HOUSTON — In the end, it was probably a good thing that the biggest U.S. English-language television audience for this Copa América Centenario came for the U.S.-Argentina semifinal.
No, not because domestic viewers got to see Argentina demolish the U.S. 4–0 in a game where the U.S. was outplayed and outclassed from the start.
But it *was* useful for other reasons. The NHL and NBA Finals were over, and for the first time this U.S. team’s tournament run truly had the full attention of the nation’s general interest sports fans.
And what did those fans get to see on Tuesday? For starters, they saw how thrilling this sport can be when a team—Argentina, in this case—plays near the limits of its vast capabilities. They witnessed the world’s best player, Lionel Messi, near the height of his powers, in his prime and fully rested. And they saw one of the greatest free kicks you’ll ever behold.
Leave it to Messi to break Gabriel Batistuta’s all-time Argentine goals record with a free kick so sublime that it almost brought you to tears, no matter which team you were cheering for. Messi had already converted a high-degree-of-difficulty free kick against Panama earlier in the tournament, but this one from around 25 yards was even better: a swerving missile hit with his magical left foot that couldn’t have been placed in the upper corner any better if you were doing it with your hands from five feet away.
It was as if Messi had been listening to the chatter among the world’s soccer fans about France’s Dimitri Payet becoming perhaps the best free-kick taker in the world today. Not so fast, Dimitri: Messi has already hit two all-timers in this tournament, proving that he remains very much in the conversation.
The Argentines were in a different class all night. Their speed of play and thought kept the attack humming against a U.S. team that had to defend for so much of the game, and whenever the Argentines lost the ball they regained it back almost immediately with suffocating pressure defense. Too many U.S. players looked intimidated by the Argentines. And while that’s not as big an offense as the Mexican players quitting against Chile last Saturday, it’s also true that the best U.S. teams of the past were never intimidated by anyone.
“I think it had to do a bit with the early [third-minute] goal,” U.S. coach Jurgen Klinsmann said when I asked him about it. “But then you were trying to scream into the field: Go at them! Go! Become physical! Step on their toes! I think tonight you could clearly see in that moment once we were down 1–0 we had far too much respect. They smell that. They feel that. And they start to play their game with all the quality they have.
“After that early goal, I think our players could feel [Argentina’s] were just probably in every position on the field just better than we are.”
All of which is another reason why it was good to have a large TV audience for this U.S. defeat. The gap is significant right now between the U.S. and world powerhouses like Argentina, and it helps everyone to understand just how much needs to be done for the U.S. to make up that difference.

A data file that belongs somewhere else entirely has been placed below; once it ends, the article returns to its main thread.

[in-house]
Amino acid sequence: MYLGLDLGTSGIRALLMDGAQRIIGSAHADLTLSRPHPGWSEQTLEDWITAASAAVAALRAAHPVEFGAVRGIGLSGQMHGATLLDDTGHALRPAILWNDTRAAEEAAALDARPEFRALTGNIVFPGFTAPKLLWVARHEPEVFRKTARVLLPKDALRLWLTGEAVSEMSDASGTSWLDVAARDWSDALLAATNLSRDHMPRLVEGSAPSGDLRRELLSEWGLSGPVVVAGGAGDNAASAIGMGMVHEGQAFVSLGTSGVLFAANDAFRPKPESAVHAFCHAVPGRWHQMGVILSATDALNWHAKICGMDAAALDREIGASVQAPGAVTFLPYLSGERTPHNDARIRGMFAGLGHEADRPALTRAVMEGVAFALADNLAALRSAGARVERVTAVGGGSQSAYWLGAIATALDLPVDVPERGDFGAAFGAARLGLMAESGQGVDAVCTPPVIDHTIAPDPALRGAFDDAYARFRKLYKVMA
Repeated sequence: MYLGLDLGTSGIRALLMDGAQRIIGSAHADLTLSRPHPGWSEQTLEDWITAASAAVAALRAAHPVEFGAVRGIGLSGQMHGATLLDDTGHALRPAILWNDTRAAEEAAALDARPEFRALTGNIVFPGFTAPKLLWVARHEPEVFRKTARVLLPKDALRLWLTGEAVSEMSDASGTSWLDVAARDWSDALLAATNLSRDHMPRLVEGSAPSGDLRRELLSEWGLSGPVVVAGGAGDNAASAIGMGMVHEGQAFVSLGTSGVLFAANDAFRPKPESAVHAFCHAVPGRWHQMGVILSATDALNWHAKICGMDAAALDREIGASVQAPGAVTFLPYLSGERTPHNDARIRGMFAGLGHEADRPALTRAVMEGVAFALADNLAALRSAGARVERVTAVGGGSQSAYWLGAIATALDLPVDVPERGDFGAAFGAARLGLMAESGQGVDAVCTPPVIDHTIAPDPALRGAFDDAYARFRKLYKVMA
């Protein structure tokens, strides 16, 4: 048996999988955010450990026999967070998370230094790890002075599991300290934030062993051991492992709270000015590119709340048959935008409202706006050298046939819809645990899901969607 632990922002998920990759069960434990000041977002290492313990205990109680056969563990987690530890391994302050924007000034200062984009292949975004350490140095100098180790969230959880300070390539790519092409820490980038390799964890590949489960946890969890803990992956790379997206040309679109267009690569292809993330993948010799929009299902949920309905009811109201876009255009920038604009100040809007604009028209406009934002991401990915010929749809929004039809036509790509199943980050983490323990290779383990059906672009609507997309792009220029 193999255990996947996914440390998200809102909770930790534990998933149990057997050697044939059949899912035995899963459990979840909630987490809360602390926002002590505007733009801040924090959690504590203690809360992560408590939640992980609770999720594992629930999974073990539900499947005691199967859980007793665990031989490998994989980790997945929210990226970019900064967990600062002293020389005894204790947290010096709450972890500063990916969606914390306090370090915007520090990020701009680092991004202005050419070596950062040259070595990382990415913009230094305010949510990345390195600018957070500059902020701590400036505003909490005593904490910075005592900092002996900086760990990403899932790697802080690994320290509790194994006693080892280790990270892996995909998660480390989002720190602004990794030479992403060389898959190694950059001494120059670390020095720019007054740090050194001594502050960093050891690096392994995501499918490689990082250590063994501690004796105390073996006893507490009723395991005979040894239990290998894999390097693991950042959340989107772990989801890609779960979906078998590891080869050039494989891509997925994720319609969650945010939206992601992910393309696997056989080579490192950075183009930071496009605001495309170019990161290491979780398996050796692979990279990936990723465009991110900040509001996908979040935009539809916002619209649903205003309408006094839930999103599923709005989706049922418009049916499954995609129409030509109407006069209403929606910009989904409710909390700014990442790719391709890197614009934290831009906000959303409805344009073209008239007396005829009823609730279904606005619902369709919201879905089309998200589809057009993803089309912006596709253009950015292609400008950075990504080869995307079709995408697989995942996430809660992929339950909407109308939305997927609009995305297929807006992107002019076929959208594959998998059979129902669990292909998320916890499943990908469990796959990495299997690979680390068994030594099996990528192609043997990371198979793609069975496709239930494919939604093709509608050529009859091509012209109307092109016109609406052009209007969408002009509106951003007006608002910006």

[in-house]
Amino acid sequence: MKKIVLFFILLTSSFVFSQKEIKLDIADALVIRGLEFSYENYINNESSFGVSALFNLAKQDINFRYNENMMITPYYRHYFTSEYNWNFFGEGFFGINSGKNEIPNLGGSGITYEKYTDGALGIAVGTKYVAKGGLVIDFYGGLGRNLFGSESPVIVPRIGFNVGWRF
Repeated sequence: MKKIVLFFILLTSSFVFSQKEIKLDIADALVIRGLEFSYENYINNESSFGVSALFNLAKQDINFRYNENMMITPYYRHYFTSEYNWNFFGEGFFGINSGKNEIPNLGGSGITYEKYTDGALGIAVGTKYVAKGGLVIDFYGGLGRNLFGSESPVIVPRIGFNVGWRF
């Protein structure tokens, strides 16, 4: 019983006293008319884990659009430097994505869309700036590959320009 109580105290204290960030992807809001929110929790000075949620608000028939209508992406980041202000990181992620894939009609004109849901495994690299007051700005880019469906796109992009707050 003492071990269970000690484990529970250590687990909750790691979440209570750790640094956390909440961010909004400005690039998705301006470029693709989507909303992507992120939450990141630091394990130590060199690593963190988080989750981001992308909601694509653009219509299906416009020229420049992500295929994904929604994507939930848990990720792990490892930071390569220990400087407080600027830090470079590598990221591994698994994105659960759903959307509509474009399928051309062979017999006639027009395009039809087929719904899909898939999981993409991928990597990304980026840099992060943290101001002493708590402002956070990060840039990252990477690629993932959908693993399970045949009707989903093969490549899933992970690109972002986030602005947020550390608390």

There’s nothing wrong with talking about the growth of U.S. soccer and setting ambitious goals of competing toe-to-toe with the world’s best and winning a World Cup sometime in our lifetime. But every once in a while it doesn’t hurt to get “a lesson,” as Klinsmann repeatedly called it, from a team like Argentina that as a nation has reached those heights.
It’s painful if you’re a U.S. fan, but it’s also useful. On its best night, the U.S. can give Argentina a game. Maybe even win one once out of 10 or 15 times. But there were plenty of individual disappointments on the U.S. side on Tuesday that made you say: Man, this needs to get better the next time a similar opportunity comes along.
• Klinsmann himself needs to practice what he preaches. He may have been screaming for his guys to play with more confidence, but the lineup he chose could have shown some of that confidence as well. Like-for-like continuity can be a worthwhile approach sometimes, but playing Chris Wondolowski up top didn’t exactly scream “going for it.” In the end, it would have made more sense to put Gyasi Zardes in that position—not least because Zardes was one player who *did* play with confidence on Tuesday—and have Fabian Johnson at left midfield in front of Matt Besler at left back.
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• Protect the ball. This is part of being intimidated, but the U.S.’s poise when it won the ball from Argentina was often poor. Some of that had to do with the Argentines and their pressure defense, of course, but a large number of the U.S.’s giveaways were unforced.
• Don’t go half-way. The U.S. needed to have players go into challenges fully committed and take no half-measures. Goalkeeper Brad Guzan was hardly the only player at fault on the first Argentine goal—a series of missteps led to it, including conceding the corner itself—but Guzan needed to either rush out and get to the ball or he needed to stay on his line. Being in no-man’s land was deadly.
The U.S. has done some good things in this Copa América. In a tournament on home soil, it beat Costa Rica, Paraguay and Ecuador, three teams that deserve respect. But it also lost to Argentina and Colombia, which makes it hard to argue the U.S. beat any teams it wasn’t expected to topple.
The gap is still significant, and while it’s difficult to swallow when you lose 4–0 at home, it’s also information that can be used to make yourself better in the long run.